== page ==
And suddenly, Joe Sakic wasn’t on the ice.
It took a few shifts for my friend and I to notice the absence, but it was a void that would never again be filled for the Colorado Avalanche. I kept looking over at the bench, hoping the captain would suddenly re-enter the ice. However, it was the last time I saw number 19 in uniform for the Avalanche; November 8, 2008 against the Nashville Predators. It was the last seven minutes I would witness of my childhood hero and the heart of the Avalanche franchise on the ice as an Avalanche player. Sakic played two more games for the Avalanche; his last on November 28, 2008 in Arizona against the Phoenix Coyotes. However, back and finger injuries (sliced in a snow blower) ended his career.
Sakic was the face of the franchise from the moment the Avalanche moved from Quebec to when his jersey joined Patrick Roy and Ray Bourque in the Pepsi Center’s rafters. He was the only player on the team who played every season from 1995-2008. The franchise has not won a playoff series, which seemed to be his specialty, since his departure. He owns an NHL-record eight-playoff overtime goals.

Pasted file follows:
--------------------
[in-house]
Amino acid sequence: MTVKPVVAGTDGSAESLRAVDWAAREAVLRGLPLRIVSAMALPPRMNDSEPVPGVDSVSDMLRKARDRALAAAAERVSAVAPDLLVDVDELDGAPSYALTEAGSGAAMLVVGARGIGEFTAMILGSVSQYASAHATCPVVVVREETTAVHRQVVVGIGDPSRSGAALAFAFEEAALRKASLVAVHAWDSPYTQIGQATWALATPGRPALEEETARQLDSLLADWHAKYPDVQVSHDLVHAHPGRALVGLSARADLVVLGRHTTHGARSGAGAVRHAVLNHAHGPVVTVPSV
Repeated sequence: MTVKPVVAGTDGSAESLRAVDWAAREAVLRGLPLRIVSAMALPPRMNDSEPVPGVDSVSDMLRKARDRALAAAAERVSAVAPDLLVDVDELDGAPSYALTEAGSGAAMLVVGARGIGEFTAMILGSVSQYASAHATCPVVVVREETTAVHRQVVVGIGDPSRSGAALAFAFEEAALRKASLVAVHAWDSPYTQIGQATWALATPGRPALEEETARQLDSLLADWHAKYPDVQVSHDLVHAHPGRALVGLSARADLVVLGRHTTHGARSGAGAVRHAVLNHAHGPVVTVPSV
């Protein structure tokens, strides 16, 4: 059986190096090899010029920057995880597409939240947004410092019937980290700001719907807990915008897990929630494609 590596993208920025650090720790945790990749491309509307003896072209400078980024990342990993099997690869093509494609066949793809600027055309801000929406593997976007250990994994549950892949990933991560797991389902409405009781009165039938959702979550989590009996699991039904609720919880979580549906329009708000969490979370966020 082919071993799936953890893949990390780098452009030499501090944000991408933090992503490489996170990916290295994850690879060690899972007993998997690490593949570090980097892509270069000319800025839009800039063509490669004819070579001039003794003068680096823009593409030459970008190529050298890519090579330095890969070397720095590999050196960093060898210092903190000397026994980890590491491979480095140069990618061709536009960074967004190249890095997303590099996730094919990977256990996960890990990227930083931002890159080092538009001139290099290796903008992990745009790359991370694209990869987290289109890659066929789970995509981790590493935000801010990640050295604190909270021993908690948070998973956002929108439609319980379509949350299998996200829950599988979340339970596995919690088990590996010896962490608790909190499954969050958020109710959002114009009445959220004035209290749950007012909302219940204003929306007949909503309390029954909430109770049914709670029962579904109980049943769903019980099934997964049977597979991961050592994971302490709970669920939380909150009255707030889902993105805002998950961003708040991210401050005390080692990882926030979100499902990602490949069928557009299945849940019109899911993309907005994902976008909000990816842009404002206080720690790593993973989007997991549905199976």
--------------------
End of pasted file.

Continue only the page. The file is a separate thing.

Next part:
Sakic’s Hall of Fame induction Monday night was a culmination of his legendary career. However, it continues a stalled existence for the Avalanche, who can’t seem to find their legs without their silent leader. He was such a presence with his shot, his leadership and ability to turn typical races up the ice into scoring plays. He did not have Peter Forsberg’s skill, but he was one of the all-time most consistent players. He had 100 points at the age of 38. Only Gordie Howe did it at an older age.
In Denver, Peyton Manning represents the first player to thrive under the shadow left on the franchise by John Elway’s departure in 1999. For the Avalanche, there is hope that Gabriel Landeskog may one day become the face of the franchise after the lockout. However, there will never be another Joe Sakic on the Avalanche. And I will continue to look for Super Joe to come on the ice for his next shift.